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Post-Draft Q&A: Troy Nunes Is An Absolute Magician on why Andre Cisco could be a play-maker for the Jaguars

The Jaguars selected Cisco in the third round with the No. 65 overall pick.

NCAA Football: Syracuse at Pittsburgh Charles LeClaire-USA TODAY Sports

We continue to examine each of the Jacksonville Jaguars’ 2021 draft picks with our post-draft Q&A series. Next up is Andre Cisco, the Syracuse safety coming off of a season-ending ACL injury, who Jacksonville selected in the third round (No. 65 overall).

To learn more about what Cisco brings with him to the NFL, we reached out to John Cassillo, managing editor at Troy Nunes Is An Absolute Magician — SB Nation’s great website for all things Syracuse Orange.

So what exactly are the Jaguars getting in the play-making safety? Let’s find out.

1. Cisco was known as a “ballhawk” at Syracuse with 13 interceptions in just 24 games. What makes him so good at taking the ball away, and would you say he takes too many gambles and sometimes gets burned, or does he strike a good balance when it comes to taking chances?

John: With Cisco, it’s a combination of things. He’s quick, has a pretty big wingspan (over 77 inches) and just has a great ability to read both routes and the ball while it’s in the air. There are some inherent gambles in his style of play, but given Syracuse’s defensive struggles up front in recent years, he pretty much had to take those risks. I do think some of his later games at SU became very big-play focused, but overall, he’s a guy who managed to improve over the course of his time and learns from mistakes.

2. Cisco tore his ACL in September, but was still drafted in the third round of the 2021 NFL Draft just seven months later. Obviously it’s hard to predict at this point, but do you expect that injury to affect his availability or quality of play as a rookie, and how concerned do you believe Jaguars should be about the injury?

John: I wouldn’t be any more concerned about his specific ACL injury than any other. What will be most interesting early on when he’s back in action is how quickly he can return to the closing speed that made him so dangerous in college.

3. How is Cisco in run support? What would you say are his best strengths, and what areas does he need to improve on in the NFL?

John: He did a great job of keeping ball-carriers inside, and was a needed part of Syracuse’s run support given the aforementioned issues up front. I wouldn’t say he was our best defensive back stopping the run, but he made stops when called upon. He takes great angles against the run, finishing with big hits when he’s first to the ball-carrier.

His best strengths were sort of covered above — closing speed, wingspan, ability to read routes and the ball. You’ll take the aggressive style of play because he does haul in a lot of interceptions, but it can take him out of position at times. Cisco’s also not the best tackler, which is a program-wide issue, for reasons unknown. His ability to wrap up better probably goes a long way toward deciding his playing time at the NFL level.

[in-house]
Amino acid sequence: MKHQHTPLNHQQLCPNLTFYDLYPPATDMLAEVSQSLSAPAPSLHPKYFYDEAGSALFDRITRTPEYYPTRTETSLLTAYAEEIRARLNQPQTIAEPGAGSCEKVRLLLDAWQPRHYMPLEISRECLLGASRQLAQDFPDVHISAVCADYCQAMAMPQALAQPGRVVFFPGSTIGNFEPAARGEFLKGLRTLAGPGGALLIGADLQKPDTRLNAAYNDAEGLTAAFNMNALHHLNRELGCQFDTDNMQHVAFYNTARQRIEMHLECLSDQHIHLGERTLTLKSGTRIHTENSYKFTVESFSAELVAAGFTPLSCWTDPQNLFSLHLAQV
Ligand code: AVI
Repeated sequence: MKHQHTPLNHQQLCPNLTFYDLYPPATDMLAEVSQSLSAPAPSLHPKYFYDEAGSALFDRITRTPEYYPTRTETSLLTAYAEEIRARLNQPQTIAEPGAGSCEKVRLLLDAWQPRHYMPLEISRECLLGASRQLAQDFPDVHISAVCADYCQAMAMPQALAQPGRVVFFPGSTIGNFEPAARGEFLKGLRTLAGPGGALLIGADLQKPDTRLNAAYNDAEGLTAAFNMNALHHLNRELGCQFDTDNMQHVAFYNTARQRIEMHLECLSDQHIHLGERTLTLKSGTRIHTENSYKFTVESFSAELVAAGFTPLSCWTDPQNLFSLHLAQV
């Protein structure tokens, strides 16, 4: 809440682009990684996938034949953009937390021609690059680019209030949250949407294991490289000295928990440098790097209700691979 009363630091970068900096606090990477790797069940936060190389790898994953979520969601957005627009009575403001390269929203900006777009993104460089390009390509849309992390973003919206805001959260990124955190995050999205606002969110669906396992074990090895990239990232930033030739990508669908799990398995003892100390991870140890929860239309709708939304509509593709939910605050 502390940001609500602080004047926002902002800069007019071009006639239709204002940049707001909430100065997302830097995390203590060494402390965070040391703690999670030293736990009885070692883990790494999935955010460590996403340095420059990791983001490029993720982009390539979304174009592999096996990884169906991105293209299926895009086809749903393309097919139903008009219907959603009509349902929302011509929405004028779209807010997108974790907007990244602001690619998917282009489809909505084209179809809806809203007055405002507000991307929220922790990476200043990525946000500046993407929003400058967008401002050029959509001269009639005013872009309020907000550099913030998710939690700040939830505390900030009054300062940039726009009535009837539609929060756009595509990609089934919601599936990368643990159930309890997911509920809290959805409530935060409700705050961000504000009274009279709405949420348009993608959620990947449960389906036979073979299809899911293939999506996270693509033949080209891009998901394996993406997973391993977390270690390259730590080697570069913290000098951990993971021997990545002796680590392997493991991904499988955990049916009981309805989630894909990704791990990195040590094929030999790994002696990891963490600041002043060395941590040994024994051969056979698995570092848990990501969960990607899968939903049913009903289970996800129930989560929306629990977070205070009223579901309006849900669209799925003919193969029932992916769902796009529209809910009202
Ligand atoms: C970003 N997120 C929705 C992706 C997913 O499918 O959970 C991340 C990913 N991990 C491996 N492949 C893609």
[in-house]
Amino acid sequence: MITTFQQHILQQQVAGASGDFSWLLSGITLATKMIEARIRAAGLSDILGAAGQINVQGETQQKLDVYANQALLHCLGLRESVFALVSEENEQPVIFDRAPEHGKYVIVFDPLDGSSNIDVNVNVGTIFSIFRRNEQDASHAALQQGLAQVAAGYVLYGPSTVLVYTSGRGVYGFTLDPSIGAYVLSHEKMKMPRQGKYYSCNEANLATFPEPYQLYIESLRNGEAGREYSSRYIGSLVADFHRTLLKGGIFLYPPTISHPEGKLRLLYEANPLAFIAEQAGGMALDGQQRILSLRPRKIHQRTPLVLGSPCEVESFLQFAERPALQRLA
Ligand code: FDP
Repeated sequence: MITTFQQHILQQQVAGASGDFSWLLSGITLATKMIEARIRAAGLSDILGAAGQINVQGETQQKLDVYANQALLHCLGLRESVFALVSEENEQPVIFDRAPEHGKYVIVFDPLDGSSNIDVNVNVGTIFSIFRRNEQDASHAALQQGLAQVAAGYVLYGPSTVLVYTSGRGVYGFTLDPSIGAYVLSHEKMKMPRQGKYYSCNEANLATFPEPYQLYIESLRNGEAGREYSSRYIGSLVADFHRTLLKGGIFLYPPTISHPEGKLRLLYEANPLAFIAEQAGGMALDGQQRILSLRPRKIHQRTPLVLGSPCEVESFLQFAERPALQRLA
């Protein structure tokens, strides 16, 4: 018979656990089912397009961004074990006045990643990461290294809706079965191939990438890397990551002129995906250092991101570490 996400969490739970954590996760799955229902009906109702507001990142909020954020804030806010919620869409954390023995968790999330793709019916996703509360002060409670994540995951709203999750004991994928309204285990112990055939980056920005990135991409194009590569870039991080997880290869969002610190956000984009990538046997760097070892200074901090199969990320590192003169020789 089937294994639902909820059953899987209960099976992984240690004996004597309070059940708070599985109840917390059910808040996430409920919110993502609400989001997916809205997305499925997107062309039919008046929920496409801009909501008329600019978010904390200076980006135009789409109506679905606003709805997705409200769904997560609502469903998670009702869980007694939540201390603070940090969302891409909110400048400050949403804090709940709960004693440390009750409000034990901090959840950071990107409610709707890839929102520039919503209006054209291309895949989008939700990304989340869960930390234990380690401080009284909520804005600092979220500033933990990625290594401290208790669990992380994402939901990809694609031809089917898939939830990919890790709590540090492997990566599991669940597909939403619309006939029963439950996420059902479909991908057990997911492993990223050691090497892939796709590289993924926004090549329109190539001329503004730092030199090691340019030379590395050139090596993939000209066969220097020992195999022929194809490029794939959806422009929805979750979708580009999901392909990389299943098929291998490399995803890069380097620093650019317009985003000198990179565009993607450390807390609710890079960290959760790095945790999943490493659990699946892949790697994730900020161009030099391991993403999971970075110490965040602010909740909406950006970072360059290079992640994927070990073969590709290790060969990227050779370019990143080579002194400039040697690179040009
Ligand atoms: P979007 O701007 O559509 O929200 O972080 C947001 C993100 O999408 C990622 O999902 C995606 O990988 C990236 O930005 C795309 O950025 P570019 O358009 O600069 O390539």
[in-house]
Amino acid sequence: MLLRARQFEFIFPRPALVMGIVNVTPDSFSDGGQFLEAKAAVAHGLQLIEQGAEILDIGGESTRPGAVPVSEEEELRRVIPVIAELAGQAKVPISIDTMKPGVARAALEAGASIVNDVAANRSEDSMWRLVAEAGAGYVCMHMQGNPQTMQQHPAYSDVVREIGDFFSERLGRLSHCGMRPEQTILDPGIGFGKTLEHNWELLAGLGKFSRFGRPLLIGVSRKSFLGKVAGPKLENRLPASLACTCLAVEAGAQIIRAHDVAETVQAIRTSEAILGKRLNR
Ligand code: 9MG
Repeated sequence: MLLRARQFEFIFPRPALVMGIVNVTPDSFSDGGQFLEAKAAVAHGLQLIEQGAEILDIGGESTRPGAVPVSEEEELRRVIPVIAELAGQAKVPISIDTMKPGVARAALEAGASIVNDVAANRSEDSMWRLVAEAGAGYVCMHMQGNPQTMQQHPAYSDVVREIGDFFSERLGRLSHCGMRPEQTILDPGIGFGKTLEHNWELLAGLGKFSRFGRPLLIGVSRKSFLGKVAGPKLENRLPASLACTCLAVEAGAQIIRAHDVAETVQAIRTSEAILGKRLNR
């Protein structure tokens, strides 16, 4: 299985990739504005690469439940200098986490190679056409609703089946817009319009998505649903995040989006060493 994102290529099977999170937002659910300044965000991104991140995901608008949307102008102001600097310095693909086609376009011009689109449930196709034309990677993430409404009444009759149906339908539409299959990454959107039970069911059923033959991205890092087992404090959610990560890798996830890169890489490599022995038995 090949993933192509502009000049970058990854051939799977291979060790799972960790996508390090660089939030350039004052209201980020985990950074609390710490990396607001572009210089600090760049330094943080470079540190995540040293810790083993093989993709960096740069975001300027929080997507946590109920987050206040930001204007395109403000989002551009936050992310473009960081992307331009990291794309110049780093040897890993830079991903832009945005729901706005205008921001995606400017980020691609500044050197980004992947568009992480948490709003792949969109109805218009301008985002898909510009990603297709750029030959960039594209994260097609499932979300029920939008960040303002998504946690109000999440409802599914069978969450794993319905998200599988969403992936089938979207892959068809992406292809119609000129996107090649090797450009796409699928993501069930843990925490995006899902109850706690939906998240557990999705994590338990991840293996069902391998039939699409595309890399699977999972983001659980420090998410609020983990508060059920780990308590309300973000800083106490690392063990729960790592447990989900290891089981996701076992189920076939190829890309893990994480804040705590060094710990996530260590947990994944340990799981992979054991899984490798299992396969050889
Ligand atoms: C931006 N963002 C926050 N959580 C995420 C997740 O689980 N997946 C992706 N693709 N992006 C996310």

4. What do you think is Cisco’s ideal role in the NFL — box safety, single-high safety, playing in the slot as a nickelback, etc. and why? Assuming his health, could you see him earning a starting spot right away?

John: Losing Cisco early last year was a bummer on many levels for Orange fans, but perhaps the biggest one was not really being able to see how he played in the “rover” role of the 3-3-5 Syracuse transitioned to. Giving him the ability to cover a lot of ground and not be so rigidly defined seemed to be a natural fit for his play-making.

At the NFL level, he can be a single-high safety, but it may not play to his skill set as much as box safety. At least if plugged in as a box safety, you can potentially use him in a variety of areas on the field (with some similarities to the rover role), and it won’t expose him over the top. The box safety role would put him in an ideal spot to help stop the run (or at least shuttle those inside), while also avoiding putting him on an island against the opposing team’s top receiver.

5. The last time the Jaguars selected a safety out of Syracuse, it proved to be an excellent selection in Donovin Darius. Does Cisco compare to Darius in any way, and is there a current player in the NFL you would compare his playing style to?

John: There are certainly some similarities between Cisco and Darius, since both were big hitters who could make a read on the ball in the air. Cisco may just have more of a knack for bigger plays, and today’s game could provide more opportunities for those. But you can see some through-lines in their play, sure.

When looking for comparisons, the NFL player that probably works best is the Saints’ Marcus Williams. Between the ball skills, penchant for turnovers, and the ability to cover a lot of ground, you can see a lot similarities in their styles of play — and most would probably be happy with Cisco winding up like Williams, I’d think.

6. Anything else Jaguars fans should know?

John: Cisco was a tireless worker at Syracuse, and really put in the effort to make himself an NFL prospect from day one. He added a ton of muscle from freshman year through the start of junior year, largely improved game over game, and was one of the biggest difference-makers for Syracuse nearly every time he suited up. Without the pressure to be so much for the Jags, there’s a chance he’s even better as a pro.

A big thank you to John for his thoughtful responses, insights and analysis into what kind of player the Jaguars are getting in Cisco. You can catch him on Twitter, and be sure to follow on Twitter as well.

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